As tax season gets underway, Connecticut Attorney General William Tong and other state leaders are warning people to be careful of potential scams.
“Be careful with your personal information and be careful around tax season,” said Tong.
Scam artists often try to impersonate someone you would trust and they are most interested in getting personal information, like a Social Security number, or access to your money.
The first thing state leaders suggest is to file your taxes early.
“If you get your filing in early you can preempt somebody who may make a false filing in your name and really complicate your ability to get a refund or keep your records straight with the IRS,” said Michelle Seagull, the commissioner of the Department of Consumer Protection.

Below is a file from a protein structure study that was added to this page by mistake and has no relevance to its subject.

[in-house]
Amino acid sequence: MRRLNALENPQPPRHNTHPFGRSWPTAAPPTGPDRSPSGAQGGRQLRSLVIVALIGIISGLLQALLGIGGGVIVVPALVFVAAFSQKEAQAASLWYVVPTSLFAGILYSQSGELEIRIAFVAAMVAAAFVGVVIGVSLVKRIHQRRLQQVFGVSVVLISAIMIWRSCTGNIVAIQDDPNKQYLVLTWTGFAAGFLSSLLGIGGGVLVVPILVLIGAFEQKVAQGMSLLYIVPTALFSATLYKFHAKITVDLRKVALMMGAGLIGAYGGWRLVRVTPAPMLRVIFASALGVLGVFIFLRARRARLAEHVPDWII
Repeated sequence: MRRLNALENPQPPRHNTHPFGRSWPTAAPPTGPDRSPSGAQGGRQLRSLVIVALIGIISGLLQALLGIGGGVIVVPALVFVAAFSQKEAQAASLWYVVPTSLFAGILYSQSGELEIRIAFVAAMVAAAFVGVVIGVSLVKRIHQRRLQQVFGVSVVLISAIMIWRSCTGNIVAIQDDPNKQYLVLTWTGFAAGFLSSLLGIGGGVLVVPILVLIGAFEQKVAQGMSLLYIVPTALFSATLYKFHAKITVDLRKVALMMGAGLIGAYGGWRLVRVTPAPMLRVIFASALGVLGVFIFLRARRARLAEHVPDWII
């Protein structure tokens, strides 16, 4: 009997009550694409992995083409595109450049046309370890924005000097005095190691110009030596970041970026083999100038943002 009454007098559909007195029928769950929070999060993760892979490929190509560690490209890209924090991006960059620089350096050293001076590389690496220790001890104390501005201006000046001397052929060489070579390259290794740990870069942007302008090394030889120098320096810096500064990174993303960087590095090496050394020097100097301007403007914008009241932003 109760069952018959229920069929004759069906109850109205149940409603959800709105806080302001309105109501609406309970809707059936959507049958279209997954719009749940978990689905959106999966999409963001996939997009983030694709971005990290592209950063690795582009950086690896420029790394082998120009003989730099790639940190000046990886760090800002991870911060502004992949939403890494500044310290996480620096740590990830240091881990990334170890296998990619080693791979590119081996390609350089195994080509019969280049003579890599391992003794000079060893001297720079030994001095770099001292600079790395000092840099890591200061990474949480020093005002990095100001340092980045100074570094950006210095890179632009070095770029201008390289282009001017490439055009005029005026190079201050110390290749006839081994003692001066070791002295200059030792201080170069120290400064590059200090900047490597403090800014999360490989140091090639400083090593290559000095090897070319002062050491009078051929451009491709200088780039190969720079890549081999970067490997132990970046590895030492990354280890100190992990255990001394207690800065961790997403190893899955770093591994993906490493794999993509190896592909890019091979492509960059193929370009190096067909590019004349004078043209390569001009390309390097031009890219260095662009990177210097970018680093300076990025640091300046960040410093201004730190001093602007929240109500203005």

State leaders also suggest you research tax preparers to make sure you can trust the person with your personal information.
“We register tax preparers so if there’s ever a question about the integrity or the capability of the preparer you’re using, please reach out to the agency,” said John Biello, the acting commissioner for the Department of Revenue Services.
The attorney general also recommends you pay close attention to notices you get in the mail from the IRS.
“The IRS is not going to call you on the phone and ask for your credit card number,” said Tong. “DRS is not going to call you and say you’ve got a problem, call us right now. They’re not going to call you and tell you to send them gift cards. And if you get something in the mail and it looks suspicious, if you get something that says you filed a duplicate tax return, if you get something about a credit card or a bank account that you’re not familiar with call somebody. Call DRS, called the Department of Consumer Protection, call the attorney general’s office. Be careful.”
Individuals and families earning up to $56,000 per year are eligible for free tax preparation services in Hartford, Enfield, Manchester, Vernon and Windham. Call 211 to schedule an appointment.